Pubdate: Fri, 25 Nov 2005
Source: Jamaica Gleaner, The (Jamaica)
Copyright: 2005 The Gleaner Company Limited
Author: Glenroy Sinclair, Staff Reporter
Bookmark: (Ganja)


GANJA, ALCOHOL and hopelessness are contributing to the country's
soaring murder rate, which has now reached 1,478. So says mental
health experts at the University of the West Indies.

The assertion about ganja was made Wednesday night by Dr. Winston De
La Haye, president of the Psychiatry Association of Jamaica while
speaking at a public forum on gambling, sex and food addictions at the
Courtleigh Hotel, St. Andrew. He was responding to suggestions that
some persons may have become "addicted" to the use of the gun and to

"Cannabis (ganja) can make you mad, so why take a chance and use it?"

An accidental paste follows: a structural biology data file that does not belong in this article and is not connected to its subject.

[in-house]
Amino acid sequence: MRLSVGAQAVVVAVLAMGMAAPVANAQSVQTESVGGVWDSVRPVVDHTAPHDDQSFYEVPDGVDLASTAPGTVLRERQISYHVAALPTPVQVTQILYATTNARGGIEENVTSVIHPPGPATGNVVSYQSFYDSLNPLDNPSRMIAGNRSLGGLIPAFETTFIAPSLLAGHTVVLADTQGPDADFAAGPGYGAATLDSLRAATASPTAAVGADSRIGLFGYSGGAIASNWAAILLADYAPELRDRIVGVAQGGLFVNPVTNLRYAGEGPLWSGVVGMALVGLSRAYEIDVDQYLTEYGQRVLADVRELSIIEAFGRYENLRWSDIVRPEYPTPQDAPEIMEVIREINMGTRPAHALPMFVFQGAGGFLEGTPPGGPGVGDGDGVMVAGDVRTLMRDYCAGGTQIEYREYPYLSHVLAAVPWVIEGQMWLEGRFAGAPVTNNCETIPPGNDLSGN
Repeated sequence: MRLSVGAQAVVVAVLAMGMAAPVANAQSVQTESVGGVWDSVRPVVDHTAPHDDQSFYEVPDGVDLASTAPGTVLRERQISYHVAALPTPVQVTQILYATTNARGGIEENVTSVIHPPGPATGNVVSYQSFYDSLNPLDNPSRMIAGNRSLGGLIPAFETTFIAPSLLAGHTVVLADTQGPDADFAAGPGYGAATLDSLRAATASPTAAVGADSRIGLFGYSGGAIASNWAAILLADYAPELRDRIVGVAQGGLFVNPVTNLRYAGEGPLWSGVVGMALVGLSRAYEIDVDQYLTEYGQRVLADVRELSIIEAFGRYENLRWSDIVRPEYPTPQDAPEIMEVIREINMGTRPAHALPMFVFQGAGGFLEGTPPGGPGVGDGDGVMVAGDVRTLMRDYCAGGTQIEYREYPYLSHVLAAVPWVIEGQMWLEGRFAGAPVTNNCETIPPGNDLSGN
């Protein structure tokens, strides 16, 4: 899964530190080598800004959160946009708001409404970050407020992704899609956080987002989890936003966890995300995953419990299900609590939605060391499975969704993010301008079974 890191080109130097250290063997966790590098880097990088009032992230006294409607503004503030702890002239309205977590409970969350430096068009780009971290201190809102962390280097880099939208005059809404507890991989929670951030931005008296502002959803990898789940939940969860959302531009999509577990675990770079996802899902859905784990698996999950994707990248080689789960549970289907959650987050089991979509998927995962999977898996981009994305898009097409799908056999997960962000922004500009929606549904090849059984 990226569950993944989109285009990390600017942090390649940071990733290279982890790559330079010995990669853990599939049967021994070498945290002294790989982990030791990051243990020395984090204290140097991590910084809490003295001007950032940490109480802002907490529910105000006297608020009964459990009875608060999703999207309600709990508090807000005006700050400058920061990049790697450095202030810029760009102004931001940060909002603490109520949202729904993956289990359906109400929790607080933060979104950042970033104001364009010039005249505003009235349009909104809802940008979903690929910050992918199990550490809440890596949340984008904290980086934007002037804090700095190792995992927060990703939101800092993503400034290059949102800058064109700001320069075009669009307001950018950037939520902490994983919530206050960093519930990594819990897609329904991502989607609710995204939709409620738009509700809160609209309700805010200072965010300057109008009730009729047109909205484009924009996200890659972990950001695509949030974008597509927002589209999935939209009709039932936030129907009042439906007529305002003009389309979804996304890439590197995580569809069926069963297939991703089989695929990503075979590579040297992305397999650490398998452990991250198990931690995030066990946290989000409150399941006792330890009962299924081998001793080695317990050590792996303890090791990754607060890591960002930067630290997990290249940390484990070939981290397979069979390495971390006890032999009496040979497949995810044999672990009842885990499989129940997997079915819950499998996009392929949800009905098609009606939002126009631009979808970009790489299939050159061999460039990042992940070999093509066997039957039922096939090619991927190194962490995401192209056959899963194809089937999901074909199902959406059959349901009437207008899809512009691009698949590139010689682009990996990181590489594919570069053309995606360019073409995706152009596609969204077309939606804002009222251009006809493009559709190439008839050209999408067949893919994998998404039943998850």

said the mental health expert.

"We do believe that cannabis is playing a role in violence in this
country. Cannabis has tetrahydro cannabinol (THC) which brings out
aggression in people," said Dr. De La Haye, who is also a consultant
psychiatrist and clinical director of the Detoxification Unit at the
University Hospital of the West Indies (UHWI).

But according to UHWI Professor, Fred Hickling: "The use of ganja can 
be a secondary issue. People are so frustrated and fed up with 
poverty that they believe the best way out of their problem is to 
resort to a spliff," he said.

Feeling of Hopelessness

He said the root cause of the violence in Jamaica could be the feeling
of hopelessness among inner-city youths, who believe that the easiest
way out of their problems is to take up a gun and shoot and kill
people. "These young people (the ones committing violent crimes) are
well respected and supported by the community where they are from,"
said Professor Hickling.

The professor described Jamaica as being divided into two halves: one
for the rich and the other for the poor.

"I don't see any hope for the masses of poor people," he
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